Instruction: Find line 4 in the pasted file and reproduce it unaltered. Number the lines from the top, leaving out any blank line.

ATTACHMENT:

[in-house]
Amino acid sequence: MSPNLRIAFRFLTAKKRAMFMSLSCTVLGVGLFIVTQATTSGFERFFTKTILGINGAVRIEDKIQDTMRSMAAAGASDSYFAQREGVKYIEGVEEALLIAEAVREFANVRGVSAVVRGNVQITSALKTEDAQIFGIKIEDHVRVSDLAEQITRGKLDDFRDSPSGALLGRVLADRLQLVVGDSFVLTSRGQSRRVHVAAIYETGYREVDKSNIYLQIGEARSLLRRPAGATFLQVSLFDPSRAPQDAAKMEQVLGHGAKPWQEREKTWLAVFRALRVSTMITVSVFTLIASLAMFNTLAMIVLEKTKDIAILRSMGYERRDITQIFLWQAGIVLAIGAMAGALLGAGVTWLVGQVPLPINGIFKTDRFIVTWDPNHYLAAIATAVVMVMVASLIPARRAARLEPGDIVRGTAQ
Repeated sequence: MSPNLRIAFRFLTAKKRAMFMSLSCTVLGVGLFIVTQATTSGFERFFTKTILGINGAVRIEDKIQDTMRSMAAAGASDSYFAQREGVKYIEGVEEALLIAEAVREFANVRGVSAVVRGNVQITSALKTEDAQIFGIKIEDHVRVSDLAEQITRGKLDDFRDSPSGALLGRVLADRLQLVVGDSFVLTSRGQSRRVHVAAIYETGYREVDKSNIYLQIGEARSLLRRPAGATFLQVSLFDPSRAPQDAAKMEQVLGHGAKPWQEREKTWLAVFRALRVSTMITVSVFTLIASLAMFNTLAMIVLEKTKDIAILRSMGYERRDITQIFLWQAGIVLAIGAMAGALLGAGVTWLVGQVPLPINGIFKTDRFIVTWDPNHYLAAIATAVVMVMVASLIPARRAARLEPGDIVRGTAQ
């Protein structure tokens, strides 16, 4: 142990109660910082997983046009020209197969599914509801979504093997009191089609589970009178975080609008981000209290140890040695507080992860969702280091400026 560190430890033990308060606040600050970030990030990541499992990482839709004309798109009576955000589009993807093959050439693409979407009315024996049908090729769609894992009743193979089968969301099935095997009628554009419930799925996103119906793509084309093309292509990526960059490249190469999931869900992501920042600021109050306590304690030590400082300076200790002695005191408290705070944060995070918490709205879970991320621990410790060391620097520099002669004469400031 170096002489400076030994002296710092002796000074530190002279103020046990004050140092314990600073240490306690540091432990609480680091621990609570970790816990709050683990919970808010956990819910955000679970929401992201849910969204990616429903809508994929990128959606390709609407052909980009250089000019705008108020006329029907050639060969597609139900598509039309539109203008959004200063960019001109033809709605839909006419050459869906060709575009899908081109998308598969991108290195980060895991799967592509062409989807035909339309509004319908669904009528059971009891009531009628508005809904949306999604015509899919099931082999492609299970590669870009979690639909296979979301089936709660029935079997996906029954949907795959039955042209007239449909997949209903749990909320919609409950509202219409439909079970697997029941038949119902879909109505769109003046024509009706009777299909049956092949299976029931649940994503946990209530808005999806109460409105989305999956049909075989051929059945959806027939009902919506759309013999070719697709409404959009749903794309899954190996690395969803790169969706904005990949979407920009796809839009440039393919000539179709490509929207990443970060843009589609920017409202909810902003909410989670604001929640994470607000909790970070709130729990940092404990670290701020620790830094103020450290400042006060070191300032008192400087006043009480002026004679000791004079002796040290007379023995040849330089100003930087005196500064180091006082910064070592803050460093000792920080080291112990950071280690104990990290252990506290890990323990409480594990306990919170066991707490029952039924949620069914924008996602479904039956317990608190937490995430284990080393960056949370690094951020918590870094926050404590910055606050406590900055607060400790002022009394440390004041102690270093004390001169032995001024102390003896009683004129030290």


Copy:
């Protein structure tokens, strides 16, 4: 142990109660910082997983046009020209197969599914509801979504093997009191089609589970009178975080609008981000209290140890040695507080992860969702280091400026 560190430890033990308060606040600050970030990030990541499992990482839709004309798109009576955000589009993807093959050439693409979407009315024996049908090729769609894992009743193979089968969301099935095997009628554009419930799925996103119906793509084309093309292509990526960059490249190469999931869900992501920042600021109050306590304690030590400082300076200790002695005191408290705070944060995070918490709205879970991320621990410790060391620097520099002669004469400031 170096002489400076030994002296710092002796000074530190002279103020046990004050140092314990600073240490306690540091432990609480680091621990609570970790816990709050683990919970808010956990819910955000679970929401992201849910969204990616429903809508994929990128959606390709609407052909980009250089000019705008108020006329029907050639060969597609139900598509039309539109203008959004200063960019001109033809709605839909006419050459869906060709575009899908081109998308598969991108290195980060895991799967592509062409989807035909339309509004319908669904009528059971009891009531009628508005809904949306999604015509899919099931082999492609299970590669870009979690639909296979979301089936709660029935079997996906029954949907795959039955042209007239449909997949209903749990909320919609409950509202219409439909079970697997029941038949119902879909109505769109003046024509009706009777299909049956092949299976029931649940994503946990209530808005999806109460409105989305999956049909075989051929059945959806027939009902919506759309013999070719697709409404959009749903794309899954190996690395969803790169969706904005990949979407920009796809839009440039393919000539179709490509929207990443970060843009589609920017409202909810902003909410989670604001929640994470607000909790970070709130729990940092404990670290701020620790830094103020450290400042006060070191300032008192400087006043009480002026004679000791004079002796040290007379023995040849330089100003930087005196500064180091006082910064070592803050460093000792920080080291112990950071280690104990990290252990506290890990323990409480594990306990919170066991707490029952039924949620069914924008996602479904039956317990608190937490995430284990080393960056949370690094951020918590870094926050404590910055606050406590900055607060400790002022009394440390004041102690270093004390001169032995001024102390003896009683004129030290």